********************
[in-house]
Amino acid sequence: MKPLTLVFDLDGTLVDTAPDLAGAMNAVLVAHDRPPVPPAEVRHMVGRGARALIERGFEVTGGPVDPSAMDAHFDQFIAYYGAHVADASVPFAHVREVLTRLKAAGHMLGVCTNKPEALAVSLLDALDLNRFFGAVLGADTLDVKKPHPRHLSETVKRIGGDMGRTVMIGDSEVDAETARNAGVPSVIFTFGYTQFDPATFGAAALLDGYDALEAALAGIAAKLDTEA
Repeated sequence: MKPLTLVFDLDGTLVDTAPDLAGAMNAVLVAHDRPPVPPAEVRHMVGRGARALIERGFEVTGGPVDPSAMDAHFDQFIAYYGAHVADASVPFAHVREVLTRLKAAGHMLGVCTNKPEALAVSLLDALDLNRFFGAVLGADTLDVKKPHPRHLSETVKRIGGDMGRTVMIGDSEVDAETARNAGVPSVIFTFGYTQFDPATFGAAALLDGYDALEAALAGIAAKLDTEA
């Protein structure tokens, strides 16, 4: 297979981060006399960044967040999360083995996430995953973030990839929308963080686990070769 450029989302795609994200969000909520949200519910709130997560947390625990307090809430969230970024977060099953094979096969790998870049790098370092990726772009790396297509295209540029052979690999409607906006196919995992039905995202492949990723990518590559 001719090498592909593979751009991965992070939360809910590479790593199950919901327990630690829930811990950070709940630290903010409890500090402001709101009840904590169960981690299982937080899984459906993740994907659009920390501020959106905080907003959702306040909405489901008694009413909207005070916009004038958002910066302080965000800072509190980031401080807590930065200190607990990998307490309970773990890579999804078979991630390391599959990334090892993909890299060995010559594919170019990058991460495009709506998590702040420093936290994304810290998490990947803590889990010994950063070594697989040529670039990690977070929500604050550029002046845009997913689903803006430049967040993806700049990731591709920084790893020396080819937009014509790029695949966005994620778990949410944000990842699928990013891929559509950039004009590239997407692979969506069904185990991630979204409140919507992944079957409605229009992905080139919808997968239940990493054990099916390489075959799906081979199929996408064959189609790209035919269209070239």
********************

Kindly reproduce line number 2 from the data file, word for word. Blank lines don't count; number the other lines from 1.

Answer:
Amino acid sequence: MKPLTLVFDLDGTLVDTAPDLAGAMNAVLVAHDRPPVPPAEVRHMVGRGARALIERGFEVTGGPVDPSAMDAHFDQFIAYYGAHVADASVPFAHVREVLTRLKAAGHMLGVCTNKPEALAVSLLDALDLNRFFGAVLGADTLDVKKPHPRHLSETVKRIGGDMGRTVMIGDSEVDAETARNAGVPSVIFTFGYTQFDPATFGAAALLDGYDALEAALAGIAAKLDTEA